Friday, October 24, 2008

From the Memory Box: Ponnozhukum Thodu – the stream where gold flows

Somewhere in the deep recesses of the human brain there are little memory boxes. The past is stored in them. Occasionally an invisible key opens them spontaneously. It could be a sound, a smell, a picture, a face that triggers the process.


Yesterday I thought of Ponnozhukum Thodu. Ponnozhukum means ‘(where) gold flows’ and thodu is stream. What turned on the kaleidoscope into the past was a photograph on the Kallivayalil Family website (http://www.kallivayalil.com/). That is Ammachi’s (mother’s) family. (See Oru Desathinte Amma.)


The picture shows a scene from the Ponnozhukum Thodu – rice fields, cattle grazing in the distance, an ancient structure that is called ‘madom’ in which the ground floor is storage space and above that is an old Kerala style hall.


Ammachi’s ancestral house, known as Konduparambil, is east facing, on a hillock. The view from there is beautiful. About a hundred meters from the house is the road which Ichachan (See: Remembering grandfather) had opened long ago to the public. After that are the rice fields.


A causeway links the road to the private bathing ghat with a thatched canopy at the thodu. Again a stretch of paddy fields. Beyond them were the hills, greenish to start with, slowly fading into a hazy blue in the distance and merging with the sky.


Summer holidays were customarily spent at mother’s house. That was the time for play and pranks and frolicking in the sparkling stream for hours on end. Some of the smooth pebbles and sand in the brook glitter like gold. That was how it got its name.


Later on, when I grew up, I came to know that the gleam was caused by manganese content. Sad end to a childhood myth. But it still remains Ponnozhukum Thodu, gold or not.

Thirty odd years back I took my two elder children to visit Emmachi (that is what we used to call grandmother). They wanted to bathe in the brook about which I had told them so much. Emmachi gave us thorth (native towels) and Pears Soap. For some reason it was always Pears Soap at mother’s house.

There was a warning as well from Emmachi: ‘Don’t let them spend too much time in the stream like you did. They are not used to this water.’ True. Bangalore where they were studying had no Ponnozhukum Thodu.


That was the last time I went to the stream. And the last time I saw Emmachi.


Ends.


Also see: Gold color chips and a golden hearted Lady




10 comments:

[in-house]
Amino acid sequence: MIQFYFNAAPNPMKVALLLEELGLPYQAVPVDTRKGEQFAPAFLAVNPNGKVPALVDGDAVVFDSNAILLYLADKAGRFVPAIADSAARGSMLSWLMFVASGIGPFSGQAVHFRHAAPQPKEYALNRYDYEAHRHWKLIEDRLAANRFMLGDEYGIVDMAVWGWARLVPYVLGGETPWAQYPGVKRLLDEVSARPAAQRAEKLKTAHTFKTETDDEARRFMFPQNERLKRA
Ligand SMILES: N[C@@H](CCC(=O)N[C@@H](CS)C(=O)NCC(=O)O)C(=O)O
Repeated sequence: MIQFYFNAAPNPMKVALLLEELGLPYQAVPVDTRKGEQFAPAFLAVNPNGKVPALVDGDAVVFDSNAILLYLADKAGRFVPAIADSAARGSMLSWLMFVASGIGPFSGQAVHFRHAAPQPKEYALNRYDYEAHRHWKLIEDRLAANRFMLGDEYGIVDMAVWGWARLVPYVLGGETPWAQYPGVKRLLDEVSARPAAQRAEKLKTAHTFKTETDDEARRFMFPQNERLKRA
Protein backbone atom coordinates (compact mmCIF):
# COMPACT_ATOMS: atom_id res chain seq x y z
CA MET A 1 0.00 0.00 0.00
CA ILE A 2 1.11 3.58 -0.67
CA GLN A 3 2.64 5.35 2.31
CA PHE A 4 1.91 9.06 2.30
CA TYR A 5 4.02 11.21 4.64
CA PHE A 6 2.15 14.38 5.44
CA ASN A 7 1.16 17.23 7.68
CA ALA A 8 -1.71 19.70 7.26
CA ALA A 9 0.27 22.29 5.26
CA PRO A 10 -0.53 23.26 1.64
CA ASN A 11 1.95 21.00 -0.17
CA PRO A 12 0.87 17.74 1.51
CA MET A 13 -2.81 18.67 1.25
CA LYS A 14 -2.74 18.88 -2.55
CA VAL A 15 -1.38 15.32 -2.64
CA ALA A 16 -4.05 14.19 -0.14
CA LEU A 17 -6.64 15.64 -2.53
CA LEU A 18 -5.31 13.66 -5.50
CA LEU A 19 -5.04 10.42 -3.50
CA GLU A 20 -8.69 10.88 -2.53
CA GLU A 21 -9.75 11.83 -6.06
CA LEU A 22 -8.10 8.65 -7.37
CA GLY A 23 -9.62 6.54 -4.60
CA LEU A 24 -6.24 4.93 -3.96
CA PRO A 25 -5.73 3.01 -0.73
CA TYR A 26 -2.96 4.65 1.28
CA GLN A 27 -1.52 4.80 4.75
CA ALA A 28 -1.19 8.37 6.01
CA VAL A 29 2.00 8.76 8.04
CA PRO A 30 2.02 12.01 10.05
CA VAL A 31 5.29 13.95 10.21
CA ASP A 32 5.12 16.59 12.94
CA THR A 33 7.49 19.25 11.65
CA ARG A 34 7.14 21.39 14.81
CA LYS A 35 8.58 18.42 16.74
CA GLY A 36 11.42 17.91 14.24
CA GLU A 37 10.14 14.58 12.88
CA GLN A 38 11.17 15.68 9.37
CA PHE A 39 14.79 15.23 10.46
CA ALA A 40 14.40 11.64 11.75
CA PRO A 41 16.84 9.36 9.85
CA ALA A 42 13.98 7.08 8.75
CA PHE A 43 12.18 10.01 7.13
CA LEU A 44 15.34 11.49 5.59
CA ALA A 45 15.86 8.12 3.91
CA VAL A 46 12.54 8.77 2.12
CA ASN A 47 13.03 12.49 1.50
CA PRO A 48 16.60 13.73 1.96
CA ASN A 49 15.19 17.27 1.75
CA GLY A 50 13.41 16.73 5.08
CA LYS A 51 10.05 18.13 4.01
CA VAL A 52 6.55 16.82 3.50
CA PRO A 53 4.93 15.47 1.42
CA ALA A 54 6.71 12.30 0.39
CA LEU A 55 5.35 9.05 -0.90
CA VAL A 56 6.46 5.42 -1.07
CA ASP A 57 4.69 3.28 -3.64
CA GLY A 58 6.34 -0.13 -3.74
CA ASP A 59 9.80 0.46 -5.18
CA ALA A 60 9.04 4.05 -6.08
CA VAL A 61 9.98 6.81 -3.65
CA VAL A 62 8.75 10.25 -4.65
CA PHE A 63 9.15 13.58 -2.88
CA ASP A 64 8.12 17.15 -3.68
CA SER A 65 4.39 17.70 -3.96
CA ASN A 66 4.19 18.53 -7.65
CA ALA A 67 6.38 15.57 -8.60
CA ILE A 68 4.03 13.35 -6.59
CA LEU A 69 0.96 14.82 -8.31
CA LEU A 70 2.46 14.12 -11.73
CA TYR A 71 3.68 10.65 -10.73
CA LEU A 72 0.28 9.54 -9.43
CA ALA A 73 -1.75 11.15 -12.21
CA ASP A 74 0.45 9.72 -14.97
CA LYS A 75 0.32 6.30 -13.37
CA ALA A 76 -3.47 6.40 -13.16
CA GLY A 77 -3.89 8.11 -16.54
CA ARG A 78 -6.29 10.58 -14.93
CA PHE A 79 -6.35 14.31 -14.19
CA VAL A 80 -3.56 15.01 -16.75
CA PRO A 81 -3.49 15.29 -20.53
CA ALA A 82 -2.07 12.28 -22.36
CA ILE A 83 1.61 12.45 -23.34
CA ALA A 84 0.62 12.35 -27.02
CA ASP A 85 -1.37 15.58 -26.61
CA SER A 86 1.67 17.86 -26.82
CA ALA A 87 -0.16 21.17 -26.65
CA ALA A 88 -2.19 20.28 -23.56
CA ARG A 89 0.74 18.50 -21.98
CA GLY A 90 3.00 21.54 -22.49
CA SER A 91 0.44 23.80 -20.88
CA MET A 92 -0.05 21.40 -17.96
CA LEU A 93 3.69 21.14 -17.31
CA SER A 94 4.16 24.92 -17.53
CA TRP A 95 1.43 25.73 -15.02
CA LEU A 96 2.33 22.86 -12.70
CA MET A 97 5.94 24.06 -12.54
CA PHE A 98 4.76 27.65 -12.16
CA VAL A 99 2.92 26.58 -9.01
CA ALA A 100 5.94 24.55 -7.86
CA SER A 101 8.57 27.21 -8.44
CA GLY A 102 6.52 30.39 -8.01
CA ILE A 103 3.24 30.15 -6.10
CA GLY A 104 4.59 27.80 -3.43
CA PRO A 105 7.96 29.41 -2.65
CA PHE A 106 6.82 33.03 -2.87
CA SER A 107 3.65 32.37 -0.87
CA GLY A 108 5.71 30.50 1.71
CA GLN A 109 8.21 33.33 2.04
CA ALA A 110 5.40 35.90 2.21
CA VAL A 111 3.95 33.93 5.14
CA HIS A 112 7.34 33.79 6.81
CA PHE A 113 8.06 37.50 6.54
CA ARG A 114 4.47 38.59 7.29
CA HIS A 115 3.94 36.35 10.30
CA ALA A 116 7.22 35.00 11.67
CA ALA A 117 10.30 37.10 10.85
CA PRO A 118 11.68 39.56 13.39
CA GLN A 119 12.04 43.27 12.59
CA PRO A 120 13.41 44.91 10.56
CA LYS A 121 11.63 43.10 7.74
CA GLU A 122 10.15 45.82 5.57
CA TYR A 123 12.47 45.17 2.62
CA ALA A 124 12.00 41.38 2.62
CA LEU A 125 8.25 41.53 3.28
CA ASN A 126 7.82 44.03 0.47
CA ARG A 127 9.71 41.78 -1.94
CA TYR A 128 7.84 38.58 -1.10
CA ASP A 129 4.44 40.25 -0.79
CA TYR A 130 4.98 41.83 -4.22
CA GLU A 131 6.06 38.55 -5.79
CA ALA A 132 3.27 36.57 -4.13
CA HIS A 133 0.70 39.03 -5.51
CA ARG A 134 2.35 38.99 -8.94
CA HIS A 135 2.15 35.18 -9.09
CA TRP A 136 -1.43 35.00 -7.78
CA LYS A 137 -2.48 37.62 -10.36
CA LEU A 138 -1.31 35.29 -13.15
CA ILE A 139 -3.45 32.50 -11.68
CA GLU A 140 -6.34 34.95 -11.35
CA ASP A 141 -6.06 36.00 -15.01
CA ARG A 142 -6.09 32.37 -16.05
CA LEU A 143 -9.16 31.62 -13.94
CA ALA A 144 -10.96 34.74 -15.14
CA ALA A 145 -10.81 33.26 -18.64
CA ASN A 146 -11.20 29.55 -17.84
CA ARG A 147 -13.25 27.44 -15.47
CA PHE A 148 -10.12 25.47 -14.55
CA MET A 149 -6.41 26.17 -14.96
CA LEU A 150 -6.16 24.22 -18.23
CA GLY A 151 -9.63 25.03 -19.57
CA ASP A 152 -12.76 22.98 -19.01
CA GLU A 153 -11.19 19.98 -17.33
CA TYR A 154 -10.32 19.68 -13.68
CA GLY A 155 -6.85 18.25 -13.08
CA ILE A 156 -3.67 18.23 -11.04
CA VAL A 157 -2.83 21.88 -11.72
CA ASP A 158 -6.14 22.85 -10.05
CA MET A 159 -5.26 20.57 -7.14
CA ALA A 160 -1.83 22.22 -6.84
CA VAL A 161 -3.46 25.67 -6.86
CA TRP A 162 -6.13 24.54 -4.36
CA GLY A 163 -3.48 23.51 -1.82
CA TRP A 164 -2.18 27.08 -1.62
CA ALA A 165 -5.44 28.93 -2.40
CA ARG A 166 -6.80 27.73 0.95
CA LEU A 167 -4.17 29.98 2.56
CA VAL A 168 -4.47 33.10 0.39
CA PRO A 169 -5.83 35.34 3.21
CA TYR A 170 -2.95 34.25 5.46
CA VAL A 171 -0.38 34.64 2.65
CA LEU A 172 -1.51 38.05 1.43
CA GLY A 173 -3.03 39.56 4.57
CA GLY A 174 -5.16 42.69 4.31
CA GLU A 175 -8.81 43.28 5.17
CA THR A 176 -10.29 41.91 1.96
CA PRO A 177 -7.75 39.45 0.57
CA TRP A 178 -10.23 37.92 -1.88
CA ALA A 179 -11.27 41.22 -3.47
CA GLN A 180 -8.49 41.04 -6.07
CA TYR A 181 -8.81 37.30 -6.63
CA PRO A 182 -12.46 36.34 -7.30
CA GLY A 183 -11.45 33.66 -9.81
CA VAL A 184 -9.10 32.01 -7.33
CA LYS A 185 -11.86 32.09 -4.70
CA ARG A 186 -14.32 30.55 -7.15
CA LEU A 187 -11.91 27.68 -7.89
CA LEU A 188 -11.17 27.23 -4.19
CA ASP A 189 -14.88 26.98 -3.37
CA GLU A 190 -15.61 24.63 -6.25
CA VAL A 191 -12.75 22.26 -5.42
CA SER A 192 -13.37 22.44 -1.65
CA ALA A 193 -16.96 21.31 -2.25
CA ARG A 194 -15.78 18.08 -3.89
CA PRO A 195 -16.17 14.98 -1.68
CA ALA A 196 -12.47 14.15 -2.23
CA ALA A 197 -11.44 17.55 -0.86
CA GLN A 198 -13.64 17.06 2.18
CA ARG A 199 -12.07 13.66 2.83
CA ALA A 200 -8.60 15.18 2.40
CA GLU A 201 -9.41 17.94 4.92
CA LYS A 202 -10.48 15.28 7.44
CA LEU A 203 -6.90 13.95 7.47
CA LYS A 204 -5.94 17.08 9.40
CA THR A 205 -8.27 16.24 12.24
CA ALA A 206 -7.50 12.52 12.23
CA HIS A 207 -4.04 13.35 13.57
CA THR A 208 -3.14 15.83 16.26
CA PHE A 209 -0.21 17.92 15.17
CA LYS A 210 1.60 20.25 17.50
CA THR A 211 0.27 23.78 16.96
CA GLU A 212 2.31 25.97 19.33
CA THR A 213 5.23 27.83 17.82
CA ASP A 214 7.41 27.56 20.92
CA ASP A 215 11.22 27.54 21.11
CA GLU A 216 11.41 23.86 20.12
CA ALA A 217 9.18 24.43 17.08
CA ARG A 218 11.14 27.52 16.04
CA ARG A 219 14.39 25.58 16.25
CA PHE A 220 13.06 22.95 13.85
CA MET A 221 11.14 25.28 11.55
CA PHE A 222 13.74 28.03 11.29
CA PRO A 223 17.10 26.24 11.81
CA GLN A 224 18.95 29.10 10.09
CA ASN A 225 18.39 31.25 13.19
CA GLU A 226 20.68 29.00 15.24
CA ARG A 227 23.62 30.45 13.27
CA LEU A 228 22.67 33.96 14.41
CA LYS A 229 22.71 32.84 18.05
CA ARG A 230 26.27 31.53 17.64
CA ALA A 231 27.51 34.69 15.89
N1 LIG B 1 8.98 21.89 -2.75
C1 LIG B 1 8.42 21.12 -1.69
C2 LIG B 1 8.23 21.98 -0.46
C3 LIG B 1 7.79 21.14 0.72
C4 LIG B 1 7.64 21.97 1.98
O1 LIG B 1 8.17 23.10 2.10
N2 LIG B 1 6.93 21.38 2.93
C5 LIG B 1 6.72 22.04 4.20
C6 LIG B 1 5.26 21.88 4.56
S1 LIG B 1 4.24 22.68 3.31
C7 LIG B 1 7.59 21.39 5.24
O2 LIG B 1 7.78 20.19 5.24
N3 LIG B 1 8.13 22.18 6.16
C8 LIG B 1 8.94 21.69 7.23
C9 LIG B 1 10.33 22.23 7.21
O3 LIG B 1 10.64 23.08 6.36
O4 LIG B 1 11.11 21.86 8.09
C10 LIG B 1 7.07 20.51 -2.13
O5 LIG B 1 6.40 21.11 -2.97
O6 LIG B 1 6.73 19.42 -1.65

Ashvin said...

That old cliche, Mr. Tharakan - God could not be everywhere, so he made mothers..... except that it is not a cliche.

Nostalgia can be such pleasurable pain sometimes, especially when it involves memories of dear departed.

Nebu said...

Achen, I presume that you haven’t been to Ponnozhukum Thodu of late. Your heart will bleed at the state of the famous private bathing ghat. You could urge Joseph to bring it back to its old glory after the renovation of the house is complete. But we may not be able to keep it private anymore.

Abraham Tharakan said...

Thanks for the comment, Ashvin.

Abraham Tharakan said...

Nebu, thanks for informing me about the present condition of the bathing ghat. It is so sad. Actually I was planning to take some photos when I come that way next.
This sort of thing is happening everywhere in Kerala. The owner's rights are often ignored.

silverine said...

I love your posts that talk of old times in Kerala! :)

Ashvin said...

Dear Nebu, same thing at our place also, we cannot restrict the general public from accessing such areas.

It was just a decade back (or lesser) that my grandmother allowed public access to certain pathways, including a direct access to the pond passing in front of our main gates. Progress, democracy, lack of the feudal spirit, call it what you will.... whether it is good or bad is immaterial now since it is out of our hands.

Mysorean said...

Abraham,
I can tell you about:
The stream where sewerage flows.

Has any one visited Varanasi to take a dip in the holiest of the holy rivers [yamuna, godavari, saraswathy (not visible), narmada, sindhu and cauveri are the other rivers,but they do not come near ganges in the scale of holiness]? Besides the human ash that this river is used to over thousands of years, which is understandable, the Varanasi sewage has joined in with other human effluents, the products of daily live human processes since the last few years. One does not know what one ends up coated with after the holy dip!

I am a Hindu , a Brahmin who studied vedas and sanskrit for a decade when I was young. The ganges is mentioned many many times in mantras I chanted and the lines of sansktrit prose and poems I read. It was pathetic to see the
state the holy ganges is reduced to when I visited Varanasi some years ago.

When we start commenting on the
the bygone history of the empire, we should pause and think about the bygone state of this holy river. It is a collective shame. Forget about India sending missions to moon. There are other earthly priorities like keeping ganges clean from sewerage which are crying for attention.

There was sometime ago a scheme to clean up ganges. I heard that the scheme came to an abrupt end after
the authorities helped themselves with the funds!!

Abraham Tharakan said...

silverive, thank you. I hope to do more posts on Kerala of yesteryears.

Abraham Tharakan said...

Yes, mysorean, it is shocking.

I was in Belgium when Rajiv Gandhi visited France in 1985. In a symbolic act of sealing the friendship between the two countries, he pored some Ganga water in River Seine.

There were protests in the French media claiming that Seine would be polluted. The Indian diplomats explained that the water was collected at Gangotri and therefore pure.

paul said...

Hi

Happened to find your blog when I was looking for James' Heron Pool.
Good writing.
Mine is www.artnwords.wordpress.com

and see www.artvenue.in

best
Bobby
Paul George